Transparency and Accountability to Reinforce Constitutional Policing

True police reform will not come about through improved policies and training alone. We must ensure that police fulfill their commitments to protect the residents they serve and that police build trust and legitimacy through transparency, engagement, and accountability.

Police must play a role that reinforces democratic principles in our society. To ensure public awareness and reassure the public that officers are working to protect the community, departments should make their policies publicly available and, consistent with relevant laws and agreements, provide access to law enforcement data and findings of officer misconduct.

Technology that can enhance accountability—such as body cameras and early warning systems—should be utilized. Cities should adopt uniform policies for the prompt release of video, audio, and initial police reports on all matters of public interest, including specifically those arising from police-involved shootings, deaths in custody, or allegations of First Amendment violations.

The collective bargaining agreements between cities and their police departments should provide fair, sensible, and workable accountability mechanisms and eliminate any provisions that are roadblocks to addressing conduct that is inconsistent with the policies and laws that govern our officers.

Police unions must engage with good will as well and participate in these urgent reforms, work with cities as partners—not obstructionists—on accountability and transparency and other reforms so that we can create stronger police departments that are truly responsive to the needs of residents and establish better police-community relations that serve both communities and officers. Cities should also work to eliminate any state laws that impede the implementation of sensible accountability measures across police departments.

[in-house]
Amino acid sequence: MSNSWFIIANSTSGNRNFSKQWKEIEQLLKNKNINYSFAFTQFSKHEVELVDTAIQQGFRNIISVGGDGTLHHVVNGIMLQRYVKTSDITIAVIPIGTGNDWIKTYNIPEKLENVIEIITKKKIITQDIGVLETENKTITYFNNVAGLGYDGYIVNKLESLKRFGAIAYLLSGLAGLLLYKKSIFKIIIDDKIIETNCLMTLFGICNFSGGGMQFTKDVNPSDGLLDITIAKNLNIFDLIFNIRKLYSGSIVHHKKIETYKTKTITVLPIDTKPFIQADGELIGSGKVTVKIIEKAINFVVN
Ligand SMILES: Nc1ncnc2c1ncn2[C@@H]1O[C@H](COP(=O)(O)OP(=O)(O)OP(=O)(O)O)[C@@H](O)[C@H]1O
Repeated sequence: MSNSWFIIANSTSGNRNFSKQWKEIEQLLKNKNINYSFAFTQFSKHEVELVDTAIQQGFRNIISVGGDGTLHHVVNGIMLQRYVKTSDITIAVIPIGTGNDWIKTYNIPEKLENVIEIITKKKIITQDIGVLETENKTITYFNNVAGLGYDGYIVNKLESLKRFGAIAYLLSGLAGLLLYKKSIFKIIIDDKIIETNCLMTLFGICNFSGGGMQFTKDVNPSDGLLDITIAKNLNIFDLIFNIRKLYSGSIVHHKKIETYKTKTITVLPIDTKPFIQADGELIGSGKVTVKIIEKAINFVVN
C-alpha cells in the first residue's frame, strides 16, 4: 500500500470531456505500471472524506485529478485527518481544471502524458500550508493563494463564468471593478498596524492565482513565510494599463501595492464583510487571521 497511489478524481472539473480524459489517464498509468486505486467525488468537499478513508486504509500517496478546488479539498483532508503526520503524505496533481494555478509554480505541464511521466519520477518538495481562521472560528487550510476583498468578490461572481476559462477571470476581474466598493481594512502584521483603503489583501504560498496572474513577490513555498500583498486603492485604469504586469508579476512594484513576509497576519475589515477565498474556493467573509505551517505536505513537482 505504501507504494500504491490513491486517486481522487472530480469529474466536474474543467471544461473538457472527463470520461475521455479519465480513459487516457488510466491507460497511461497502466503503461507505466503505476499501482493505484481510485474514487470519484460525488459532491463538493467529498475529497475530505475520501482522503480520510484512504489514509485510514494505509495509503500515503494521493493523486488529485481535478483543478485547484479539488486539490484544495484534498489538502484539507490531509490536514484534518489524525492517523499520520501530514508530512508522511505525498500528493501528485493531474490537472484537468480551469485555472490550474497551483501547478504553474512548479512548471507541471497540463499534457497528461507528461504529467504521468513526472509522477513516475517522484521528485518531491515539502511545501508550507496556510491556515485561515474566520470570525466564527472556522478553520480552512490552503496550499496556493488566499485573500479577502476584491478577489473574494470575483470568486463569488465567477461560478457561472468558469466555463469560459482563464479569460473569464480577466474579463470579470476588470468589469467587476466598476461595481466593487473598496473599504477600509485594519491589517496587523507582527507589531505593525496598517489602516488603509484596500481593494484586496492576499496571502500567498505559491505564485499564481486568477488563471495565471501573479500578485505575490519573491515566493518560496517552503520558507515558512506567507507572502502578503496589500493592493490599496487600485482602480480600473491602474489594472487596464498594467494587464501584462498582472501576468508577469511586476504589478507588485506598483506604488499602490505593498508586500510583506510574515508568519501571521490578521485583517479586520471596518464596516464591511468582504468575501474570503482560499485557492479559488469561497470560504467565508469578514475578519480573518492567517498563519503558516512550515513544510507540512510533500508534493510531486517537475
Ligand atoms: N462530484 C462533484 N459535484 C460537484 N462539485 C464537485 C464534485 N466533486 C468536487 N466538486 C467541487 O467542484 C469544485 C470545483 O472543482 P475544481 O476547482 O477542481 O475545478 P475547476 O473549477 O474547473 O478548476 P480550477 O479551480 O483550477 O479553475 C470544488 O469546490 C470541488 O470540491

Transparency and more robust accountability mechanisms are necessary to improve police-community relations.

A strong relationship between police and the communities they serve depends on transparency and accountability. This section of our Report discusses a range of tools and issues that bear on those principles. It starts with department policies to bolster transparency and accountability, and also to provide appropriate support to the officers we ask to serve our cities. We also discuss the role that collective bargaining agreements with police unions should play in ensuring fair and efficient systems for officer accountability, and describe where those agreements, and some state laws, currently fall short. Finally, we discuss the role that state institutions that certify officers can play in building up a professional police force and ensuring officers are accountable to professional standards.

Department Policies